Galley Wench Tales

Exploring the world through the people we meet
and the food they eat.

Our overnight passage was from Saba, too small to show with
a name in scale, to St Christiansted, US Virgin Islands.

Since we first began our cruising in St. Lucia in September, all our passages were short enough to complete between dawn departure and dusk arrival. Entering “the Virgins” marked a milestone departure.

Sailing from Saba to the Virgin Island of St. Croix, was nearly 90 miles, our longest passage on Journey to date.  Journey generally sails at about 5 miles / hour in light to moderate winds. A sail of 88 miles would take us about 18 hours.  Currently, dawn’s breaking around 6 am, and dark’s a little before 7 pm.  It would be impossible to make the trip without sailing through the night.
Wayne and I sailed through the night before, but never just the two of us, and never on Journey.  Another first: Wayne’s first time as captain on a night passage.
You can’t see Wayne, but he’s down there, in the lazarette,
installing the wheel pilot.  The installation was a multi-day project.
One recent development would help tremendously.… Wayne recently installed a wheel pilot (also called an autopilot), which would automatically steer the boat to a destination point.  We’d test-driven it on a couple of sails already, so we knew it worked in most typical conditions.
 Autopilot devices are common among cruisers; but new for us.  The autopilot on our O’Day and Journey were broken, so we steered manually it all the time.  That meant even a brief bathroom break meant someone still had to mind the wheel.
The wheel pilot made for much more relaxed,
mostly hands-off steering on long passages.
Here Wayne relaxes on his “driving” shift
on our passage to St. Croix.
We wanted to arrive in good light, preferably morning, to navigate our way in.  Normally, we started sailing in the morning; this passage we deliberately waited until early afternoon to leave for a morning arrival. 
Passage food prep for our 18 hour sail to St. Croix.  Snacks —
peanuts and raisins, carrot and celery sticks with hummus
and spreadable cream cheese.  Lunch — roast beef sandwiches
on bread I baked that morning.  Dinner – cassoulet,
a from-scratch hearty one-dish meal, with all
the ingredients gathered and pre-chopped.
Sometimes the cabin shakes, rattles and rolls quite a bit during passages, making it unpleasant below deck and challenging to cook. Ideally, passage meals are ones easily prepared and eaten, even in roiling seas.  To make it easier, I prepped as much of our meals as I could ahead of time. 
We got a glorious start.  Visibility was crystal clear for 40+ miles; as we pulled away from Saba we saw the whole chain of islands we visited the month before – St. Eustatius, St. Kitts and Nevis, as well as St. Martin.  Winds were gently blowing behind us, moving us easily toward our destination in moderate ways, nudging us where we wanted to go.  We felt the winds shifting, so I cooked while I could, before the ride got rougher.
We downed a generous serving of cassoulet, a delectable concoction of white bean, smoked pork, garlic, onion, celery, carrot, herbes du Provence, cooked in olive oil, vermouth, and chicken bouillon.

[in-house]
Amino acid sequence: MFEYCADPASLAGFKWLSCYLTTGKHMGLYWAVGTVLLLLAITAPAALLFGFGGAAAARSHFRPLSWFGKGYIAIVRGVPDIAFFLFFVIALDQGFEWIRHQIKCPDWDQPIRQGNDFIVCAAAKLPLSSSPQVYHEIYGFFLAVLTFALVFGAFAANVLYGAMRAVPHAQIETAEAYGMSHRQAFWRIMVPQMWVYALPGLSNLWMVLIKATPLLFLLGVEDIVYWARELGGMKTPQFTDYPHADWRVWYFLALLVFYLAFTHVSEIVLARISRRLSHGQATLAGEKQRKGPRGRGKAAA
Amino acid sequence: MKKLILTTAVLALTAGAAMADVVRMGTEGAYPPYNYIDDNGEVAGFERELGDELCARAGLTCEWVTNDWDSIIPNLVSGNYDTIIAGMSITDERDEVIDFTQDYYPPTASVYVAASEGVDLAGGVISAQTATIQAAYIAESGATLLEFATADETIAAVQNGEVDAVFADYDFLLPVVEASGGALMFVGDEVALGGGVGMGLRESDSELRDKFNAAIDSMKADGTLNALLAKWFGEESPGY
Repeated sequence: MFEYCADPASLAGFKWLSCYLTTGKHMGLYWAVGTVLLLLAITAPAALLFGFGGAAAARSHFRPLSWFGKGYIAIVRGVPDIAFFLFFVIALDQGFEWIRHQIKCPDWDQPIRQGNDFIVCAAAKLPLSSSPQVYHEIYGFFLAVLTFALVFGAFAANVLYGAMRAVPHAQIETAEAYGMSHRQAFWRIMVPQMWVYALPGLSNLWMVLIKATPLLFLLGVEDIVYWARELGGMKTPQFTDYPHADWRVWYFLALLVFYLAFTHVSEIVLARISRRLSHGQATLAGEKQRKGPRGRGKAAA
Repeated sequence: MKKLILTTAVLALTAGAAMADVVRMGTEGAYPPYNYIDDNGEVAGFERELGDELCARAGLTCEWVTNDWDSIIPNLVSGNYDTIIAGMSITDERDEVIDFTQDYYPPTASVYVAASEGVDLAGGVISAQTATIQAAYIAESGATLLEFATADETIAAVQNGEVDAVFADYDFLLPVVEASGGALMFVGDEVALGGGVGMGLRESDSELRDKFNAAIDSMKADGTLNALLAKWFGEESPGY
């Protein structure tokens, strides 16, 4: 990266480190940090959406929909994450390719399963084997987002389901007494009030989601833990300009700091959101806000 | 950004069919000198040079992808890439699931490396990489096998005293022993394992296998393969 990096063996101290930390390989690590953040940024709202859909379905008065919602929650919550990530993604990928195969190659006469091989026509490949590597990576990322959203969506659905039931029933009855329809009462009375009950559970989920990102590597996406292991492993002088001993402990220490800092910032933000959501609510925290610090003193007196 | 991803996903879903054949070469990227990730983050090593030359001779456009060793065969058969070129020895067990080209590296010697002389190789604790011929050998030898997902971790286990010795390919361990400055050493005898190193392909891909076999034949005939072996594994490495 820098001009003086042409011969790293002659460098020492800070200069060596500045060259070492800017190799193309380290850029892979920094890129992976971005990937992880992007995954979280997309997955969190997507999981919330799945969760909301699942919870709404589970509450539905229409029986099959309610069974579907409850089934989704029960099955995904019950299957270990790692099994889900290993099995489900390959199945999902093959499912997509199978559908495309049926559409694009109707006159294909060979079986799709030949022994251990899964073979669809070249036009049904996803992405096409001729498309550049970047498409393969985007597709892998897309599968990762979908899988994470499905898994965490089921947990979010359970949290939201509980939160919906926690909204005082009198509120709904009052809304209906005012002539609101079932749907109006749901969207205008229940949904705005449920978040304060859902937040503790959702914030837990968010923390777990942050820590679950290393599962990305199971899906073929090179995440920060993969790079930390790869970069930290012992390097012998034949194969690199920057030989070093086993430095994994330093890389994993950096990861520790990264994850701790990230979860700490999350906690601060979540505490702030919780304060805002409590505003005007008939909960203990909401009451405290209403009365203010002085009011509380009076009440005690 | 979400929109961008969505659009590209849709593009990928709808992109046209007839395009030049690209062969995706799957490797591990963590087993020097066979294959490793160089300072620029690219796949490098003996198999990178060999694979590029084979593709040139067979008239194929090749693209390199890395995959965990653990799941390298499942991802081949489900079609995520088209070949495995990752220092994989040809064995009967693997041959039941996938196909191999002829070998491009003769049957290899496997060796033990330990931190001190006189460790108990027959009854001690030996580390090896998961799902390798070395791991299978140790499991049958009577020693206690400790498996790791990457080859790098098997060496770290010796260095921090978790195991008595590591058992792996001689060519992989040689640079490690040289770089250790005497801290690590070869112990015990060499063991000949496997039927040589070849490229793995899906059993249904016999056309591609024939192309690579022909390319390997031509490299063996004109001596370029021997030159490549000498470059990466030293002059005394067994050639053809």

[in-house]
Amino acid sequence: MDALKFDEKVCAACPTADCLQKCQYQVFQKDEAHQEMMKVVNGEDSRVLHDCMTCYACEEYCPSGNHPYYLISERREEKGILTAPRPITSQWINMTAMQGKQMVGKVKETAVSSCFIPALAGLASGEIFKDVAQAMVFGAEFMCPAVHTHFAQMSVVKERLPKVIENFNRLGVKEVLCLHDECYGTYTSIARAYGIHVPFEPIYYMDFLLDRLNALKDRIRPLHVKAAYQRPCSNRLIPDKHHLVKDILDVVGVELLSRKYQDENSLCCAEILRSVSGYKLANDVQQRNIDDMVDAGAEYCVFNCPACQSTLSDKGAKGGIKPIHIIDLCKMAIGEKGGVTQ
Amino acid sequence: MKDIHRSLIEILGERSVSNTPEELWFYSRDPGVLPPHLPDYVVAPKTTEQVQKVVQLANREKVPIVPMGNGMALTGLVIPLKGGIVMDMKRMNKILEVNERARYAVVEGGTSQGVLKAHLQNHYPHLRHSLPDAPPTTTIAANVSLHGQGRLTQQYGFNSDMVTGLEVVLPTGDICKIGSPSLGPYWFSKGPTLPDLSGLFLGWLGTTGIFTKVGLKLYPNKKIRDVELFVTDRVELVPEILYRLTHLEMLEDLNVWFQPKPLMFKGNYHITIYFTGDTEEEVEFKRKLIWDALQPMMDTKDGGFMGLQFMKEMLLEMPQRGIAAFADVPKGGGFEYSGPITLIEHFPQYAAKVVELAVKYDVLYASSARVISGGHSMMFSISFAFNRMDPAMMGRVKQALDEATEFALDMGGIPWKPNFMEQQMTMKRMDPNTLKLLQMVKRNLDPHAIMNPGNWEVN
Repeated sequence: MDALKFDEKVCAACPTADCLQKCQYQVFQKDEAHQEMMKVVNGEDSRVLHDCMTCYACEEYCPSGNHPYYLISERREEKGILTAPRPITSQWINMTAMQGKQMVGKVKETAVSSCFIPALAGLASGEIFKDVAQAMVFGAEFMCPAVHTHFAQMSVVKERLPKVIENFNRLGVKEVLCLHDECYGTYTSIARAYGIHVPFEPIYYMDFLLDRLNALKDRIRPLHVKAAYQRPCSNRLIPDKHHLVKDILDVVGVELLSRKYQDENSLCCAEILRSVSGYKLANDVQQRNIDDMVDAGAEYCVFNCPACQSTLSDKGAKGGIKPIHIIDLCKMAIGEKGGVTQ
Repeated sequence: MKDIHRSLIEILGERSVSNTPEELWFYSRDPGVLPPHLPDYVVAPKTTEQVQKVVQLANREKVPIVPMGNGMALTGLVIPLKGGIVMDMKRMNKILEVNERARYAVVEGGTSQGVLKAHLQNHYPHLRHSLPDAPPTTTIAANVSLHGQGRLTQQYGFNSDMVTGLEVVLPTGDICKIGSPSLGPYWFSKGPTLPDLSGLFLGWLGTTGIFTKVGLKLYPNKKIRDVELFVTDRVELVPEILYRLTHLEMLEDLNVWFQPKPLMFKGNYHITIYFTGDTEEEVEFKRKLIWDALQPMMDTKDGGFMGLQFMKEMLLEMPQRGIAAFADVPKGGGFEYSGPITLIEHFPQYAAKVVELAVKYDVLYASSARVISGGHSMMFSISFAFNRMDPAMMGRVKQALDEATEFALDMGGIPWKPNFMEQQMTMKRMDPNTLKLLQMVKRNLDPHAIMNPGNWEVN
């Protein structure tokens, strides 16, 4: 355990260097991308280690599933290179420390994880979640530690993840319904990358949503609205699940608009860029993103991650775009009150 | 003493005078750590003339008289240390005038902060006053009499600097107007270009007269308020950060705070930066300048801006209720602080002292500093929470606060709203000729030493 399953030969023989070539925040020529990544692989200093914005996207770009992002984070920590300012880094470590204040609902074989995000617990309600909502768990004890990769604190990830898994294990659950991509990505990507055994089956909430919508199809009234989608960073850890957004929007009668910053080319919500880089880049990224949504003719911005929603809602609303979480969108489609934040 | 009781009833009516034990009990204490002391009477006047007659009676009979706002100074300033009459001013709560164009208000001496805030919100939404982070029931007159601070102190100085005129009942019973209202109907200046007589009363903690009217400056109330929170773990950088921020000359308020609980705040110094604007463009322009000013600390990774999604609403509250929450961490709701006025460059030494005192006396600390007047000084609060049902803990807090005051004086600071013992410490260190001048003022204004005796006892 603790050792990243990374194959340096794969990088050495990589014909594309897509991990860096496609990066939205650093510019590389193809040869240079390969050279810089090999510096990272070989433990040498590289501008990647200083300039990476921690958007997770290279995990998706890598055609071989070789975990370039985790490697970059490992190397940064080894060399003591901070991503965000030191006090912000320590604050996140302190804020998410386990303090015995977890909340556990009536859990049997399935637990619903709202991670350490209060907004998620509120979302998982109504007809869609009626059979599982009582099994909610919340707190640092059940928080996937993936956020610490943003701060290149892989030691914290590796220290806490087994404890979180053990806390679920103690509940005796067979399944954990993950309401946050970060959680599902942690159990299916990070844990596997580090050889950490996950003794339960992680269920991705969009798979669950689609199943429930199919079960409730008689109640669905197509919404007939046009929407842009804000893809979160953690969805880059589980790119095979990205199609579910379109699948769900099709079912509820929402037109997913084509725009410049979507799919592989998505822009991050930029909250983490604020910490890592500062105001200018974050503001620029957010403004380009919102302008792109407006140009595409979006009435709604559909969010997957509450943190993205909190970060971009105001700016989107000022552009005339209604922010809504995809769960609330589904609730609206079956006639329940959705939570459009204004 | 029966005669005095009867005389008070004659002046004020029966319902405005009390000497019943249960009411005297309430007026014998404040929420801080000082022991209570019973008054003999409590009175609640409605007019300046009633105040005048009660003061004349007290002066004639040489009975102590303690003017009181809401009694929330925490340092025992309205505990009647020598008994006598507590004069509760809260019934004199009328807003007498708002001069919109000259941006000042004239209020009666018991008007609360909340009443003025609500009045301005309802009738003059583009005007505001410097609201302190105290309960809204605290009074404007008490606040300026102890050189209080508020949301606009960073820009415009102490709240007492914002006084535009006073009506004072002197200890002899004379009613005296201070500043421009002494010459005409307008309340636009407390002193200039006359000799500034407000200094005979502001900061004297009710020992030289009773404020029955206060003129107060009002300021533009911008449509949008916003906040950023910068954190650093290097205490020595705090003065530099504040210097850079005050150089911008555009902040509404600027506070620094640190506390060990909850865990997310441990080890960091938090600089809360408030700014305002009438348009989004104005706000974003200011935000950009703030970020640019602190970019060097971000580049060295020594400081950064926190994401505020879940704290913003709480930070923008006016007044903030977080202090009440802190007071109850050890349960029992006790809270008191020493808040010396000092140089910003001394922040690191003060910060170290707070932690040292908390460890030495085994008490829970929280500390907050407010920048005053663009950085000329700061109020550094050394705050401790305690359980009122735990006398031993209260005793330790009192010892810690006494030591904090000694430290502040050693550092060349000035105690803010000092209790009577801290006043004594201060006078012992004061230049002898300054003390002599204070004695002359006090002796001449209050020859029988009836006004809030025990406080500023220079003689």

Then the wind got flaky.  It dropped, then couldn’t decide what direction it wanted to blow.  We tried all sorts of sail combos… Port (left) side, Starboard (right) side, even wing-on-wing (a mix of port and starboard), sailing with our mainsail only, our foresail (front or job) only, sailing with both…. Finally, as darkness descended, we decided to keep it simple.  We stopped trying to milk a faint and fickle wind.  We turned on our stinky but reliable, predictable and steady diesel motor.  The wind is free, though for us, 10 hours of sailing still burned just 5 gallons of diesel.
We took turns sleeping and taking watch.  Thanks to the wheel pilot and motoring without sails up, that meant at least every 15 minutes, confirming we were on course, no obstacles cropped up (other ships on a collision course, or rocks or other potentially damaging obstructions not identified for avoidance by our chart plotter) and nothing dramatic changed in the weather requiring attention.  Other than our autopilot’s bearing making a slight deviation from our course line, the trip was uneventful. 
The late moonrise and long distance from “light pollution” (a strong, close city light glow, cutting into night vision) make for a spectacularly starry night. I passed the time working on the computer in dimmed mode, and reading via red headlamp light to preserve my night vision.
Nice dawn to greet us upon our arrival into St Croix.
While Wayne slept fitfully. At dawn, I confirmed by sight our auto pilot course line deviation from our chart plotted course did indeed bring us too close to land, and made amends. I woke Wayne up to guide in our final route along the St. Croix coastline and into anchorage.  We were even able to unfurl our sails and give our motor a break.
We know in our longer, future passages we won’t likely just motor in during my overnight shift. We’ll make sure we’re as ready as we can be for whatever challenges our future passages require.  For now, I am glad this first one was relatively easy, and am grateful our next overnight passage won’t be for another couple months, until we make our 2-3 day passage to Puerto Rico.  We did alright.
The day was still young.… Anchoring, customs check-in, breakfast, wandering about, scoping out the island, bussing to Fredricksted and the hermit crab races (click here for more info on that– link to hermit crab races) awaited….
Note:  This is a retrospective; two islands ago already!  We are currently in the British Virgin Islands (BVI) in Tortola.